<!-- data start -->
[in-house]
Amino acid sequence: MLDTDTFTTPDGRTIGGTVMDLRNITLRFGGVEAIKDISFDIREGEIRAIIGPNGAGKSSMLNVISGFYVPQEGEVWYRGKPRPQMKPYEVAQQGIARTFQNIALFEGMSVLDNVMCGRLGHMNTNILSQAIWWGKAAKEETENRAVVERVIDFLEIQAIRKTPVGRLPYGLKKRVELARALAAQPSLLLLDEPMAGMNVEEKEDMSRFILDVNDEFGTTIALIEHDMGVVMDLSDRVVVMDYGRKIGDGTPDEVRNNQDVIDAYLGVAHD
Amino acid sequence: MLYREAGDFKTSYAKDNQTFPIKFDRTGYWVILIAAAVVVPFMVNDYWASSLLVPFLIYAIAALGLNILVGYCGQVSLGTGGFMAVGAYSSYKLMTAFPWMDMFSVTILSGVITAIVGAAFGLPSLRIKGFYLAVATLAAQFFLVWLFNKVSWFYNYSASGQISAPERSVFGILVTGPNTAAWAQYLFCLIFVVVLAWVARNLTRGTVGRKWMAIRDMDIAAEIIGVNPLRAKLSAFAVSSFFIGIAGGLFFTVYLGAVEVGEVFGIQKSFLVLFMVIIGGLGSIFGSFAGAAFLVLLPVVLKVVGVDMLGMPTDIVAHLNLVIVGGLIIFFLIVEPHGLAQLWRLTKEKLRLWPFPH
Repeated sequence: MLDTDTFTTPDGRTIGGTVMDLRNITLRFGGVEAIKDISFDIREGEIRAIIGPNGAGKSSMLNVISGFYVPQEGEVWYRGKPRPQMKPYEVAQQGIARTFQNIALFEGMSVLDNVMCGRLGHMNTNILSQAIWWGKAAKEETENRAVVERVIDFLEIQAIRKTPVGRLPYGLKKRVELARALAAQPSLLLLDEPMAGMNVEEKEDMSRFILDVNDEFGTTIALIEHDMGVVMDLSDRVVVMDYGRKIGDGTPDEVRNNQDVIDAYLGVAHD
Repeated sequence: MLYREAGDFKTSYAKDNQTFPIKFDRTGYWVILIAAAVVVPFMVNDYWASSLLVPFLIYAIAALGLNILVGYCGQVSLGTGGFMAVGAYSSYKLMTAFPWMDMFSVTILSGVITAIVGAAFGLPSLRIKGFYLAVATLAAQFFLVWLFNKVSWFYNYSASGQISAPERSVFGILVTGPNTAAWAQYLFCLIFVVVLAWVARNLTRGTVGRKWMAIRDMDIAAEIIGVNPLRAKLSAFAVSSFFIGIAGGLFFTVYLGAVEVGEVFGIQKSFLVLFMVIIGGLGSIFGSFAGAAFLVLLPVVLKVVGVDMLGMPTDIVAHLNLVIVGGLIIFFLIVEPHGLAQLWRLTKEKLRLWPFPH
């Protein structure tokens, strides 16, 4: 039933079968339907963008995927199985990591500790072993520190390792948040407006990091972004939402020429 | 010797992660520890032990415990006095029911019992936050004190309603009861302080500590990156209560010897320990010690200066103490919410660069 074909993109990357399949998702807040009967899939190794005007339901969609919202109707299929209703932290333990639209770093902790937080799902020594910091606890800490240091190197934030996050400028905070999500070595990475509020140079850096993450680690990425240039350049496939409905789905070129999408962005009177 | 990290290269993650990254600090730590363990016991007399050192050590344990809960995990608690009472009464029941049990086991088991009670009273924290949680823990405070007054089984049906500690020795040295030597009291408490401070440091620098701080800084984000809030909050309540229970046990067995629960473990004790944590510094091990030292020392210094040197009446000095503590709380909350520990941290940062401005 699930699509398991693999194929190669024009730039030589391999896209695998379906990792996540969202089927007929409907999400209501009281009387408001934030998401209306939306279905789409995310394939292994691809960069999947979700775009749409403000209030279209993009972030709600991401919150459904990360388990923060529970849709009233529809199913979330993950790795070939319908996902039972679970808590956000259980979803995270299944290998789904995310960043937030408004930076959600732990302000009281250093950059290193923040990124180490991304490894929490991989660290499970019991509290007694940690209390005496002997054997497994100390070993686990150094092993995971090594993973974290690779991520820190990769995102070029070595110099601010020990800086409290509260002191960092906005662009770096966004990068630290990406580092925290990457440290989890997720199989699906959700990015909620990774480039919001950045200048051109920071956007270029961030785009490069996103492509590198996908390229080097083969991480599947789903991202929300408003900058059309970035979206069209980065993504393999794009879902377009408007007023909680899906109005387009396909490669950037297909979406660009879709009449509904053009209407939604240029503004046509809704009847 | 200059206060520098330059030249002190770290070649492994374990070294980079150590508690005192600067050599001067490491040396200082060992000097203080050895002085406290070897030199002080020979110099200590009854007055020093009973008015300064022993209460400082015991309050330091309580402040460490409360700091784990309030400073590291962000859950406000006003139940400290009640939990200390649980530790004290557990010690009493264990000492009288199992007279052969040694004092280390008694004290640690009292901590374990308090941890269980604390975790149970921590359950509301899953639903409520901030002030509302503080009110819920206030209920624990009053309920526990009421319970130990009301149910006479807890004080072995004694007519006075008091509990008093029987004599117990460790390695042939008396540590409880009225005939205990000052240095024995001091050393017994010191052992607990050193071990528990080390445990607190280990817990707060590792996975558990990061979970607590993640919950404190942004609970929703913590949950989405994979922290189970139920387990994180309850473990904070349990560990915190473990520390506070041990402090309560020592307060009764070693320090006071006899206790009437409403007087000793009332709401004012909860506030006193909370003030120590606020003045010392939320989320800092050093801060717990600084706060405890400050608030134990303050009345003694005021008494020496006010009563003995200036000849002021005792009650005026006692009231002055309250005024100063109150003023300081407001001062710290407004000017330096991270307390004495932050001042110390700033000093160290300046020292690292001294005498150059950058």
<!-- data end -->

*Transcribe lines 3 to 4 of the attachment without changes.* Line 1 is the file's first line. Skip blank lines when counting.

Amino acid sequence: MLYREAGDFKTSYAKDNQTFPIKFDRTGYWVILIAAAVVVPFMVNDYWASSLLVPFLIYAIAALGLNILVGYCGQVSLGTGGFMAVGAYSSYKLMTAFPWMDMFSVTILSGVITAIVGAAFGLPSLRIKGFYLAVATLAAQFFLVWLFNKVSWFYNYSASGQISAPERSVFGILVTGPNTAAWAQYLFCLIFVVVLAWVARNLTRGTVGRKWMAIRDMDIAAEIIGVNPLRAKLSAFAVSSFFIGIAGGLFFTVYLGAVEVGEVFGIQKSFLVLFMVIIGGLGSIFGSFAGAAFLVLLPVVLKVVGVDMLGMPTDIVAHLNLVIVGGLIIFFLIVEPHGLAQLWRLTKEKLRLWPFPH
Repeated sequence: MLDTDTFTTPDGRTIGGTVMDLRNITLRFGGVEAIKDISFDIREGEIRAIIGPNGAGKSSMLNVISGFYVPQEGEVWYRGKPRPQMKPYEVAQQGIARTFQNIALFEGMSVLDNVMCGRLGHMNTNILSQAIWWGKAAKEETENRAVVERVIDFLEIQAIRKTPVGRLPYGLKKRVELARALAAQPSLLLLDEPMAGMNVEEKEDMSRFILDVNDEFGTTIALIEHDMGVVMDLSDRVVVMDYGRKIGDGTPDEVRNNQDVIDAYLGVAHD